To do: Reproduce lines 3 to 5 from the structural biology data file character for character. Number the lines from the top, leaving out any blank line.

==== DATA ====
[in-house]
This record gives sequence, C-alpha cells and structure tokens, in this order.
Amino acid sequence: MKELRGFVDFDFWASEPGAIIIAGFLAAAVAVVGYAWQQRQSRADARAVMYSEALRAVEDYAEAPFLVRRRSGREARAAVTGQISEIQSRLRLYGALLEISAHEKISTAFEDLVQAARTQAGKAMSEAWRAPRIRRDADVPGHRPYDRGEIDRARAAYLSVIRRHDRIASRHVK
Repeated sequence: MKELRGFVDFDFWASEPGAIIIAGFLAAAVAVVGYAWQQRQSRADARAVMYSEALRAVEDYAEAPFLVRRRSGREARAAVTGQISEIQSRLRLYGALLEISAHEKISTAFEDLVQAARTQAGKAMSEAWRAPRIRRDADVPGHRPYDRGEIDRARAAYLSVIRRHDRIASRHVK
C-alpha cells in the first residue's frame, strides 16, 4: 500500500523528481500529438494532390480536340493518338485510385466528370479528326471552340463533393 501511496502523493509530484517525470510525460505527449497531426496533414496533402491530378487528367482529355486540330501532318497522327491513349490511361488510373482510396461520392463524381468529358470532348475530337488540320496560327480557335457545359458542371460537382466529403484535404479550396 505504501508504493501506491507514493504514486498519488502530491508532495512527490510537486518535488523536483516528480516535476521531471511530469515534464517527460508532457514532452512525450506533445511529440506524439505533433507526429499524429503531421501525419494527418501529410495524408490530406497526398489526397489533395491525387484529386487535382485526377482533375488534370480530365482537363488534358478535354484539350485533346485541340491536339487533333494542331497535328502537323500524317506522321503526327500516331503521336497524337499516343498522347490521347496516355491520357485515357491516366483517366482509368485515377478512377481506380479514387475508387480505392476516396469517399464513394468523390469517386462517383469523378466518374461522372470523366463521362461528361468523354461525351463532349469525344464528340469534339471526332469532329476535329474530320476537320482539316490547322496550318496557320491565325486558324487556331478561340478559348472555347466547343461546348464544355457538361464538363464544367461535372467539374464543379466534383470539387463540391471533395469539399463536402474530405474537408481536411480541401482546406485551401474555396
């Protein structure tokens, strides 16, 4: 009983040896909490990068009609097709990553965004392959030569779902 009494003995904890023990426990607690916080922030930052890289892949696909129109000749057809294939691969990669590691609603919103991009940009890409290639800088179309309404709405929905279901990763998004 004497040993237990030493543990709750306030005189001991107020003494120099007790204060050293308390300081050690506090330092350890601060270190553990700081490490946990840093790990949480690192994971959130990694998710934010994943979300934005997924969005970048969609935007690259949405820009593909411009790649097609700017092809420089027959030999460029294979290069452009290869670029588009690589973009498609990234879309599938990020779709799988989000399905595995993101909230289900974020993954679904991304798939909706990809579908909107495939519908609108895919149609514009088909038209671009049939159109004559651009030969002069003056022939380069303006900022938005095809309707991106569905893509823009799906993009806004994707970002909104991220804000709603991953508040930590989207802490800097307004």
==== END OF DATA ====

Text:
Amino acid sequence: MKELRGFVDFDFWASEPGAIIIAGFLAAAVAVVGYAWQQRQSRADARAVMYSEALRAVEDYAEAPFLVRRRSGREARAAVTGQISEIQSRLRLYGALLEISAHEKISTAFEDLVQAARTQAGKAMSEAWRAPRIRRDADVPGHRPYDRGEIDRARAAYLSVIRRHDRIASRHVK
Repeated sequence: MKELRGFVDFDFWASEPGAIIIAGFLAAAVAVVGYAWQQRQSRADARAVMYSEALRAVEDYAEAPFLVRRRSGREARAAVTGQISEIQSRLRLYGALLEISAHEKISTAFEDLVQAARTQAGKAMSEAWRAPRIRRDADVPGHRPYDRGEIDRARAAYLSVIRRHDRIASRHVK
C-alpha cells in the first residue's frame, strides 16, 4: 500500500523528481500529438494532390480536340493518338485510385466528370479528326471552340463533393 501511496502523493509530484517525470510525460505527449497531426496533414496533402491530378487528367482529355486540330501532318497522327491513349490511361488510373482510396461520392463524381468529358470532348475530337488540320496560327480557335457545359458542371460537382466529403484535404479550396 505504501508504493501506491507514493504514486498519488502530491508532495512527490510537486518535488523536483516528480516535476521531471511530469515534464517527460508532457514532452512525450506533445511529440506524439505533433507526429499524429503531421501525419494527418501529410495524408490530406497526398489526397489533395491525387484529386487535382485526377482533375488534370480530365482537363488534358478535354484539350485533346485541340491536339487533333494542331497535328502537323500524317506522321503526327500516331503521336497524337499516343498522347490521347496516355491520357485515357491516366483517366482509368485515377478512377481506380479514387475508387480505392476516396469517399464513394468523390469517386462517383469523378466518374461522372470523366463521362461528361468523354461525351463532349469525344464528340469534339471526332469532329476535329474530320476537320482539316490547322496550318496557320491565325486558324487556331478561340478559348472555347466547343461546348464544355457538361464538363464544367461535372467539374464543379466534383470539387463540391471533395469539399463536402474530405474537408481536411480541401482546406485551401474555396